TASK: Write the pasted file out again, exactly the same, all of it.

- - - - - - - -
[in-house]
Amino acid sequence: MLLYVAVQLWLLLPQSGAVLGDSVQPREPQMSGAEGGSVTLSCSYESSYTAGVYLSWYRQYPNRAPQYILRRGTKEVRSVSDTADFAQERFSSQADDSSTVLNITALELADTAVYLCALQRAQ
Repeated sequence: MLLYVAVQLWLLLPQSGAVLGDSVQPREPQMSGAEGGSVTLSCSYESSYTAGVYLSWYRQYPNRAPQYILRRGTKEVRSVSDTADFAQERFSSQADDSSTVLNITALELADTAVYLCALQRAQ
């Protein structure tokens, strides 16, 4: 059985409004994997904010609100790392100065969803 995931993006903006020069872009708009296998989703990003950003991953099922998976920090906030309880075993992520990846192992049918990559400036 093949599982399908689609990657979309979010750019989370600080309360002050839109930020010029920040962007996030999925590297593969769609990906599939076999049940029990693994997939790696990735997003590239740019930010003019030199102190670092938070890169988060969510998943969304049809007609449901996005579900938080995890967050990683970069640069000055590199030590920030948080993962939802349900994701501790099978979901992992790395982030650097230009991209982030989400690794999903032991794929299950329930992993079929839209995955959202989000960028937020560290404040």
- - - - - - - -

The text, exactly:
[in-house]
Amino acid sequence: MLLYVAVQLWLLLPQSGAVLGDSVQPREPQMSGAEGGSVTLSCSYESSYTAGVYLSWYRQYPNRAPQYILRRGTKEVRSVSDTADFAQERFSSQADDSSTVLNITALELADTAVYLCALQRAQ
Repeated sequence: MLLYVAVQLWLLLPQSGAVLGDSVQPREPQMSGAEGGSVTLSCSYESSYTAGVYLSWYRQYPNRAPQYILRRGTKEVRSVSDTADFAQERFSSQADDSSTVLNITALELADTAVYLCALQRAQ
């Protein structure tokens, strides 16, 4: 059985409004994997904010609100790392100065969803 995931993006903006020069872009708009296998989703990003950003991953099922998976920090906030309880075993992520990846192992049918990559400036 093949599982399908689609990657979309979010750019989370600080309360002050839109930020010029920040962007996030999925590297593969769609990906599939076999049940029990693994997939790696990735997003590239740019930010003019030199102190670092938070890169988060969510998943969304049809007609449901996005579900938080995890967050990683970069640069000055590199030590920030948080993962939802349900994701501790099978979901992992790395982030650097230009991209982030989400690794999903032991794929299950329930992993079929839209995955959202989000960028937020560290404040």